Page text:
Shirley Tyler, vice chairman of the Alexandria school board, stopped in front of the auditorium doors at Minnie Howard Middle School last week and said she would not comment in advance on which busing plan she favored for the reopening of Cora Kelly School.

"Anything I have to say I'll say inside. I'd rather not comment now," she said.

At the meeting inside, Tyler and the two other black school board members -- John O. Peterson and William Euille -- did comment on the approved plan to pair Cora Kelly with John Adams. When they had finished speaking, they had raised fears about a racially divided city and had criticized the busing plan as being discriminatory against blacks.

But they also provoked unusual criticism from other members of the normally genteel school board.

"I wish one of them had given us some guidance on what to do. But they (the black members) did not exert leadership in this," said one white school board member, who asked not to be named.

The final plan was approved 6 to 2, with the six white members voting for the proposal. Of the three black members, Peterson and Tyler voted against the plan and Euille abstained.

Cora Kelly at Commonwealth and Reed avenues in the predominantly black neighborhood of Arlandria, was closed in 1976, partly because of flood damage from Four Mile Run. Cora Kelly children than were bused to John Tyler School, which is being closed at the end of this school year.

After the board decided last year to reopen Cora Kelly, the long and emotional process of choosing a busing plan began.

When it became apparent that Cora Kelly would be reopened, black leaders suggested that this time black children should not bear the full burden of busing and said, instead, that white children should be bused into black neighborhoods to achieve racial balance.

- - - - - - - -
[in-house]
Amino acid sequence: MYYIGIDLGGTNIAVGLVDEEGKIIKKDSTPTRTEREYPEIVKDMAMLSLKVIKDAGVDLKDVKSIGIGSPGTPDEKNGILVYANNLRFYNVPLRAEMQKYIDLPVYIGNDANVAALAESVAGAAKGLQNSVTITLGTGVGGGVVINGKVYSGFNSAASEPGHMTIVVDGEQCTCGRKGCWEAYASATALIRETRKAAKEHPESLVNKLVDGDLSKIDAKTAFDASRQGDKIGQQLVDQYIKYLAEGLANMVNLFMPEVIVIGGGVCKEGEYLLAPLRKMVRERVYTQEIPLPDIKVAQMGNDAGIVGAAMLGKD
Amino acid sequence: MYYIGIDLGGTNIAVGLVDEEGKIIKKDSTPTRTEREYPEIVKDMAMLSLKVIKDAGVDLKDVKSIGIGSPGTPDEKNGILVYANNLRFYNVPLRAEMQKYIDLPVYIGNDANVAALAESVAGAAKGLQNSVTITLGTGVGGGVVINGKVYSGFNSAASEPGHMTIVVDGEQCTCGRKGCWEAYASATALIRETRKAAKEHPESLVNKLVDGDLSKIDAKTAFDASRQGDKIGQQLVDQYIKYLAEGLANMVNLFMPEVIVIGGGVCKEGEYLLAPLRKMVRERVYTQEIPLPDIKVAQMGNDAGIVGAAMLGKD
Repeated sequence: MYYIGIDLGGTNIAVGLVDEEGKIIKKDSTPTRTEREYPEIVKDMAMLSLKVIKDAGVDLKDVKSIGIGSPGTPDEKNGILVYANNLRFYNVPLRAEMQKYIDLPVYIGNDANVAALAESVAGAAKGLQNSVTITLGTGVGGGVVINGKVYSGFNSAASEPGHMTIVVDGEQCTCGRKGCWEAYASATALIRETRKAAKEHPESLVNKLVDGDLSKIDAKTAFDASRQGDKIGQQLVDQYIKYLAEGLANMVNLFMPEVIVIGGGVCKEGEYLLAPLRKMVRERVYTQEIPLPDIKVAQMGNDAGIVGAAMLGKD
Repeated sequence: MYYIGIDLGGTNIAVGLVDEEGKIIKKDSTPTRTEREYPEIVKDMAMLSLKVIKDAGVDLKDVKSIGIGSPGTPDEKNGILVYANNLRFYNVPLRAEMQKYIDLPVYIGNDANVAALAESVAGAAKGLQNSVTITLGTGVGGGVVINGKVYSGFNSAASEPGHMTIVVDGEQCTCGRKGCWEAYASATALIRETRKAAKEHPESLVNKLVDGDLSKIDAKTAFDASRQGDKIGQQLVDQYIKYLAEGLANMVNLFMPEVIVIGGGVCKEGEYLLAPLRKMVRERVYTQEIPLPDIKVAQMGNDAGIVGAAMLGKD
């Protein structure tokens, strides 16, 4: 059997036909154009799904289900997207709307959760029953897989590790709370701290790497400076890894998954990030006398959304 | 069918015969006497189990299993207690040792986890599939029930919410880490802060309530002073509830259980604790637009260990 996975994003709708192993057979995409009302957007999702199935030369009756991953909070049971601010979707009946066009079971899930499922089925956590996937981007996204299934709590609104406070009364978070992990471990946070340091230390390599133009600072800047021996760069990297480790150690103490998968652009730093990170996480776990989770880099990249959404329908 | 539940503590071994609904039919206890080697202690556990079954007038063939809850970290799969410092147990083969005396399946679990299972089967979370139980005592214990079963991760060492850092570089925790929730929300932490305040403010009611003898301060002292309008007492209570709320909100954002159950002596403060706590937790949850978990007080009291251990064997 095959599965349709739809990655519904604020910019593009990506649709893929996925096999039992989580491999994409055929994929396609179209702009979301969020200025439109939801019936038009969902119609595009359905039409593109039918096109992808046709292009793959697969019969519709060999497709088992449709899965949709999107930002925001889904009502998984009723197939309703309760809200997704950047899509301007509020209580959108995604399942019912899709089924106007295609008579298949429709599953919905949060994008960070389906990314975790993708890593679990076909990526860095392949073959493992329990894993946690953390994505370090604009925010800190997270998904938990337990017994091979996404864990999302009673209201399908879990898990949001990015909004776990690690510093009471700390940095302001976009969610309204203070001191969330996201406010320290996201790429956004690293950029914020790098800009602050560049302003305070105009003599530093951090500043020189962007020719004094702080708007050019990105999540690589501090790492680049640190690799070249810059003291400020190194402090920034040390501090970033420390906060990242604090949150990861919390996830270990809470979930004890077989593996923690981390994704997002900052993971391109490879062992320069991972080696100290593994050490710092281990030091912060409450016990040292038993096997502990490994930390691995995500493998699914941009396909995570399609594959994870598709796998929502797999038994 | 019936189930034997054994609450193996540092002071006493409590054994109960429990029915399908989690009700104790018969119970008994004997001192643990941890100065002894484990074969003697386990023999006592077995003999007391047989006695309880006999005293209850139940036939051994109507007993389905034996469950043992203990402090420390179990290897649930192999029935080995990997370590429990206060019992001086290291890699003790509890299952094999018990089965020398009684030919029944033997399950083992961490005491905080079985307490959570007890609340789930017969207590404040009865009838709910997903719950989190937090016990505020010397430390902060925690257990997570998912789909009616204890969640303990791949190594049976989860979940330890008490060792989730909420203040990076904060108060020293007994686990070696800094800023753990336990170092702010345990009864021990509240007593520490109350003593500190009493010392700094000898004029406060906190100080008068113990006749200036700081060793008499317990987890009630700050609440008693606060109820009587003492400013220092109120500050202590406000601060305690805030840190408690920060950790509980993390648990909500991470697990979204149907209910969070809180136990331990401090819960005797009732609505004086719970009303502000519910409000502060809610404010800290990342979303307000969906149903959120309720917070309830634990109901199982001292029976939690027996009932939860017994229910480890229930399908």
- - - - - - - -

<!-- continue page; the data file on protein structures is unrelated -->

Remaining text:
The city school system currently enrolls 11,000 students, with nearly equal numbers of black and white children. But because the neighborhoods served by the schools are not always racially balanced, school officials often must "pair" schools in predominately white or racially mixed areas with schools in predominately black areas to achieve the racial balances required by the federal government.

The issue facing the school system in the case of Cora Kelly was what school would be paired with Kelly.

The school administration and members of the public presented 26 options. The school administration, which clearly favored the pairing of Kelly and Adams, produced a report showing drawbacks to each of the 25 other proposals.

By last Tuesday, the evening of the final vote, there were two clear favorites -- Plan No. 1, the pairing of Kelly and Adams, and Plan No.22, the pairing of Kelly and Barrett. Adams is in the city's racially mixed West End, about 25 minutes by bus from Cora Kelly; Barrett is in the predominately black Lynhaven area, adjacent to the Arlandria neighborhood served by Cora Kelly.

By Tuesday, there was no question that one of the schools would be chosen, but it was on the point of busing white children into the Arlandria-Lynhaven neighborhood that the question of racism turned. Some black leaders have said that the only reason white residents opposed the Kelly-Barrett plan, which would have involved busing Adams students to the two schools, was because white parents didn't want their children going into black neighborhoods.